Stamp Category: Commemorative
Series: Garden Flowers
Value: 29c – First-Class postage rate
First Day of Issue: April 28, 1994
First Day City: Cincinnati, Ohio
Quantity Issued: 35,202,800
Printed By: Bureau of Engraving and Printing
Printing Method: Lithographed and engraved
Format: Printed in four panes of 5 vertical se-tenant stamps
Perforations: 10.9 vertically
Why the stamp was issued: Partof the 5-stamp “summer” booklet set of the Garden Flowers Series, the Lily stamp was one of the “bright, pretty American stamps” the US Postal Service was hoping people would buy.
The stamp fulfilled the then-current first-class postage rate of 29c.
About the stamp design: The stamp was designed by artist Ned Seidler, who had designed the1993 garden flowers stamps. Seidler used the same clever technique as before, with the lily appearing to be part of the same bouquet, along with the zinnia, gladiolus, marigold, and rose.
The painting was a combination of watercolor and gouache. Gouache is a thicker, opaque form of watercolor.
First Day of Issue Ceremony: The ceremony was held at the Greater Cincinnati, Ohio, Flower and Garden Show.
Unusual fact about this stamp: George Amick, in Linn’s U.S. Stamp Yearbook 1994, writes that Linn’s Stamp News reported the cancellation of a Lily commemorative on cover (envelope) three days before it’s official First Day of issue.
About the Series: On May 15, 1993, the USPS issued the first installment in the Garden Flower Series, which would honor flowers that bloom in each of the four seasons.
This series was born out of the 1992 Wildflowers issue. That project had begun when the USPS asked an artist to produce color sketches of a group of garden flowers. Instead, the artist gave the USPS illustrations of wildflowers. The USPS liked them so much, it decided to create a 50-stamp pane, showing wildflowers that can be found in each state.
The USPS still liked the garden flowers idea. Part of the push behind these stamps had come from the sale of stamps in supermarkets and other retailers. People said they wanted “bright, pretty American stamps.” The USPS decided flower booklets would please the public. It ran TV commercials and full-page advertisements in stamp publications announcing “The flowers are in bloom at your post office. Buy them while they last!” and “Pick up a bunch.” The Garden Flowers booklet was the first to be produced on the new Goebel booklet machine, which was the first to print multicolor covers.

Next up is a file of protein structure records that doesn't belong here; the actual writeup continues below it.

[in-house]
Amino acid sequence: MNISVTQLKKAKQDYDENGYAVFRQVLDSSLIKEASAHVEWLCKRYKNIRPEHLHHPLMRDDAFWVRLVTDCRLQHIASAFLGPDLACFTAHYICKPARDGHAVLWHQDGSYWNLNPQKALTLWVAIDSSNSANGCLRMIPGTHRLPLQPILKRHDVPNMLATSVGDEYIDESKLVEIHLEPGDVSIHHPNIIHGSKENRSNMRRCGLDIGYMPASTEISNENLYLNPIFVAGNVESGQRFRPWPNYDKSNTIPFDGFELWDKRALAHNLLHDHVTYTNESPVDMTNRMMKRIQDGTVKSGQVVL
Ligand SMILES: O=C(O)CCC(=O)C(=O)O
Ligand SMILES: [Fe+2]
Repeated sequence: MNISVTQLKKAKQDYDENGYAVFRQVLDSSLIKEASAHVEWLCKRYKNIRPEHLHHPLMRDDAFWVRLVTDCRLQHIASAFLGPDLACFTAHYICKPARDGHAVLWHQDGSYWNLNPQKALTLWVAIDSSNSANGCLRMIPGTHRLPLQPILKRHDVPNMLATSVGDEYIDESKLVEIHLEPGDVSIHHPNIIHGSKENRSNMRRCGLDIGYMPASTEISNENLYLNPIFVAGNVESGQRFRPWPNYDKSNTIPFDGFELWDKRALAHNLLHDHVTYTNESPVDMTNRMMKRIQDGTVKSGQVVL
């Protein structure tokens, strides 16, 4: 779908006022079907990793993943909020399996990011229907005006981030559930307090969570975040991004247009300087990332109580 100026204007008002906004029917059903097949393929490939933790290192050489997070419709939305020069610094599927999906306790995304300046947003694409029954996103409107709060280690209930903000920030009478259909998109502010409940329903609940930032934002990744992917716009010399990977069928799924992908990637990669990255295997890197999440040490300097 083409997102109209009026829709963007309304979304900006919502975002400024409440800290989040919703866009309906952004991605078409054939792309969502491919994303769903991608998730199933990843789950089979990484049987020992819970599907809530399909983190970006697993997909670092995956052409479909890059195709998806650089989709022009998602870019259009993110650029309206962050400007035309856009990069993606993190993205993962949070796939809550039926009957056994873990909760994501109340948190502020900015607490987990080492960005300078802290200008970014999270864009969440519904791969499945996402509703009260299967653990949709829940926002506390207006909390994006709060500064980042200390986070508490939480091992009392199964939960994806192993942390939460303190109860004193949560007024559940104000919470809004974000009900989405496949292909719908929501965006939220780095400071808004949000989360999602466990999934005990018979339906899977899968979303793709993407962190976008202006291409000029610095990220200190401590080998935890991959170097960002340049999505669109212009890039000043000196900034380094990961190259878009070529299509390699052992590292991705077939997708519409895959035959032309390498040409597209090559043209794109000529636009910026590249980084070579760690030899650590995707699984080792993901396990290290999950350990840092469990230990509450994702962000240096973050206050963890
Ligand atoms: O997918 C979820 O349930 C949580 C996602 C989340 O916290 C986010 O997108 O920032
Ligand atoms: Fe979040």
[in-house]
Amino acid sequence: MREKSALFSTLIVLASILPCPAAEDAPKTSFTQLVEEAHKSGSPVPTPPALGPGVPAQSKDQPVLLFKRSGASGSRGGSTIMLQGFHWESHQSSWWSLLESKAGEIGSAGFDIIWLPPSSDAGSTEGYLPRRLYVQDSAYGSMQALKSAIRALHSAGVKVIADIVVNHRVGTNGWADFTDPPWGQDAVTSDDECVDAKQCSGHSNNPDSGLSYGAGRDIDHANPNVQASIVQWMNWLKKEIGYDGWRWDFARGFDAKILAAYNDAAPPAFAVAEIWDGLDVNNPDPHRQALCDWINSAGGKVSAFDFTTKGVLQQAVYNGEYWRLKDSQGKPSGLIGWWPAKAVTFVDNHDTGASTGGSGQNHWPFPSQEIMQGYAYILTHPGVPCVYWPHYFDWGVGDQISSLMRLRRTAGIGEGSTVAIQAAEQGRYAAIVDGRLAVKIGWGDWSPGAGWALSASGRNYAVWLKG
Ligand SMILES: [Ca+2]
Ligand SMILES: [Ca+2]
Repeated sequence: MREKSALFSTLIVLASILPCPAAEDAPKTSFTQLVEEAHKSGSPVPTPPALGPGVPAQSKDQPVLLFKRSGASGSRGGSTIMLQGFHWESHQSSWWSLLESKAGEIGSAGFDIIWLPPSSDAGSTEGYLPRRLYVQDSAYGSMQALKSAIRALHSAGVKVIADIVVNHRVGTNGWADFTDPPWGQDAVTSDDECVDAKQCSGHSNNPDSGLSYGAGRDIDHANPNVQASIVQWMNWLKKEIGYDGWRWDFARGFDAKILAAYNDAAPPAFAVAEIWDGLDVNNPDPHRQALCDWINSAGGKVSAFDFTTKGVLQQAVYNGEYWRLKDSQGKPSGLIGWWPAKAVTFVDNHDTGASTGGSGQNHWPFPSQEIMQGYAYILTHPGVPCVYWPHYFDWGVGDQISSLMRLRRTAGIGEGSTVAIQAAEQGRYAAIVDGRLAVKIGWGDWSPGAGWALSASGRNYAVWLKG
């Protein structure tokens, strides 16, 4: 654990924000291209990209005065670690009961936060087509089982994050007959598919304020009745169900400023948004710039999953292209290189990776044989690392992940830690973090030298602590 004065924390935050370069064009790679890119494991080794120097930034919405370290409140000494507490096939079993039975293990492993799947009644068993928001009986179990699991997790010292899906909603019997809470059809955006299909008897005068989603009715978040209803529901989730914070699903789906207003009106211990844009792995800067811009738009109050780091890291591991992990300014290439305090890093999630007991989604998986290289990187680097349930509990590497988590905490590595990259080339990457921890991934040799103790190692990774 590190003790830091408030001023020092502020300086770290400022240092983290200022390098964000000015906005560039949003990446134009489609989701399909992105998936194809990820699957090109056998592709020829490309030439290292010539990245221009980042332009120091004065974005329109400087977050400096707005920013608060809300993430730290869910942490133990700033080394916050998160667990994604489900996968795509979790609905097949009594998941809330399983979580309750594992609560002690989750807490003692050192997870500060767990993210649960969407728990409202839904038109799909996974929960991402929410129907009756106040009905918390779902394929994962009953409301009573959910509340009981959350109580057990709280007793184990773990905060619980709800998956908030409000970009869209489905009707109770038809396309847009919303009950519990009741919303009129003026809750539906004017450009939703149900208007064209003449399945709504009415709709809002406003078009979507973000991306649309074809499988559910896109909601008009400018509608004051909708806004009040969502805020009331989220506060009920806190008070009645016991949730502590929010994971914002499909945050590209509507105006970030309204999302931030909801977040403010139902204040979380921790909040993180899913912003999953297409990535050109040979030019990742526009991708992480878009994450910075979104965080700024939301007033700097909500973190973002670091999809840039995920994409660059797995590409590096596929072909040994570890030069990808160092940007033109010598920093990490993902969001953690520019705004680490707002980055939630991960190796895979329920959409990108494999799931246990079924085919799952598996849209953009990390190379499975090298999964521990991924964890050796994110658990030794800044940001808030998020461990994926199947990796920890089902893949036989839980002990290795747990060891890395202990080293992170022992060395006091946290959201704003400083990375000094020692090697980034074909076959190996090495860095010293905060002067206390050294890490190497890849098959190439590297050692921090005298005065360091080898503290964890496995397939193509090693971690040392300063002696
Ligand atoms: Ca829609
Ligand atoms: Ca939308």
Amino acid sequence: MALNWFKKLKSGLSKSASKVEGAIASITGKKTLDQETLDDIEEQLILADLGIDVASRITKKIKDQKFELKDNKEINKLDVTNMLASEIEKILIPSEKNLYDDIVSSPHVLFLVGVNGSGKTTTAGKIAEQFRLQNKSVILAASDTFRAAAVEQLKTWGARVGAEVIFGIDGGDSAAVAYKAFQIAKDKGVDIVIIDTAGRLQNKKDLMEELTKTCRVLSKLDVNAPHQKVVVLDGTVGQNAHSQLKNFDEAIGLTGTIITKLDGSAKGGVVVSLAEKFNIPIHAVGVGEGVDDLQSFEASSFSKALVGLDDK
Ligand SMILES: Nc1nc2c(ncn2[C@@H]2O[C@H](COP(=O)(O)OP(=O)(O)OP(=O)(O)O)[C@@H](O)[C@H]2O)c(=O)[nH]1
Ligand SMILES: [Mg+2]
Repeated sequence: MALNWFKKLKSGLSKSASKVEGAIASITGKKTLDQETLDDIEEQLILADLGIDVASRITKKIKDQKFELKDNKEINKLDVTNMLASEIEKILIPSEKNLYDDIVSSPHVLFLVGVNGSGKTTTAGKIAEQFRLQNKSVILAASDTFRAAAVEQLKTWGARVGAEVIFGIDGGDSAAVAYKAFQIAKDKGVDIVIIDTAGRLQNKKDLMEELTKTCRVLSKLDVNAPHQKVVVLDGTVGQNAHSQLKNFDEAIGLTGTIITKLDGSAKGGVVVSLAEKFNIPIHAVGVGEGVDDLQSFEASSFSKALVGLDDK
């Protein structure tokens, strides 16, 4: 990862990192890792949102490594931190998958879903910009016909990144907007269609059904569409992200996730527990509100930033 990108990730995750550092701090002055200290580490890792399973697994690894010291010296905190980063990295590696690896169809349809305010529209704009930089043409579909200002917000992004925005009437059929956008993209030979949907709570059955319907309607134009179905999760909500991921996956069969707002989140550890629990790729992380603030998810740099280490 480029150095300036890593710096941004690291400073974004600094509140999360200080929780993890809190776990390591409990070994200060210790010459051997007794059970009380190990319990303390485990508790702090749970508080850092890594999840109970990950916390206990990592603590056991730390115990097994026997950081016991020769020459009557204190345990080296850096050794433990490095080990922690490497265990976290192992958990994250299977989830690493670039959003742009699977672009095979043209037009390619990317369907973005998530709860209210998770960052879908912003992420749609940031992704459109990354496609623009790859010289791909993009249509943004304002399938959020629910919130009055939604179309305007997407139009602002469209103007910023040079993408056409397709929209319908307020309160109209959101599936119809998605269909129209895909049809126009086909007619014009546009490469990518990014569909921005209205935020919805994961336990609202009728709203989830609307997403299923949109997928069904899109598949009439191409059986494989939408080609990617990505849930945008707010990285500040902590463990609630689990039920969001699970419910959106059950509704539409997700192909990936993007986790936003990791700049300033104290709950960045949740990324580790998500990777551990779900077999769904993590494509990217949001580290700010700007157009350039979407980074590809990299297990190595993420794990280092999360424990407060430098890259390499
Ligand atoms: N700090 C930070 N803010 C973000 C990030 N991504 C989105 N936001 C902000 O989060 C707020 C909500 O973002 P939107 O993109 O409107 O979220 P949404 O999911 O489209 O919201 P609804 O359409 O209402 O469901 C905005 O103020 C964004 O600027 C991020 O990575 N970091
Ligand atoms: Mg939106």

The stamps were issued on May 15, 1993, in Spokane, Washington at the 55th annual Spokane Lilac Festival and International Lilac Society Convention. Though not announced at the time, these stamps were to be the first in a new series of seasonal flower booklets.
The second booklet in the series was issued on April 28, 1994, at the Greater Cincinnati, Ohio, Flower and Garden Show. It featured summer garden flowers. Some people took issue with one of the stamps, which used the word “gladiola” rather than gladiolus.
The third booklet in the series was issued on September 19, 1995, at the Quail Botanical Gardens in Encinitas, California. This booklet featured fall blooms, though some people noted that depending on where you live in the country, some of these flowers could grow in the summer or even the spring. One USPS representative responded that “The idea with this series was to show a grouping of flowers that would be together somewhere in a garden at the same time. It’s not scientific. It’s meant to be more for mass-market appeal, as opposed to botanical.”
The final booklet in the series was issued on January 19, 1996, in Kennett Square, Pennsylvania. The flowers selected for these stamps are the hardiest plants that grow anywhere in the country that experiences winter weather.
The history behind the stamp:
One of the world’s most beautiful flowers, the lily is also one of the oldest plants known to man. It is mentioned in history for the first time on a tablet inscribed nearly 5,000 years ago in Sumer. The tablet tells of a Persian city surrounded by fields of lilies. That ancient city was called Susa, which means lily.
From Persia the lily spread to Crete, Egypt, Greece, and Rome. It is believed caravans of nomads took the edible bulbs along as food for their long journeys. Occasionally a bulb would drop and take root. Eventually the lily made it to northern Europe and England, most likely in the belongings of homesick Roman soldiers.
Wherever it went, the lily was usually regarded as a sacred flower. The Minoans, Greeks, and Romans associated it with their goddesses. Greek mythology claimed the flower had sprung from the milk of Hera, Zeus’ wife. Closely intertwined with Christian history, the white lily was used for centuries to symbolize the purity of the Virgin Mary and her role as Queen of the Angels.
Today there are more than 12,000 species offering a multitude of colors, shapes, and sizes. Popular varieties include the tiger lily, Easter lily, and Japanese lily.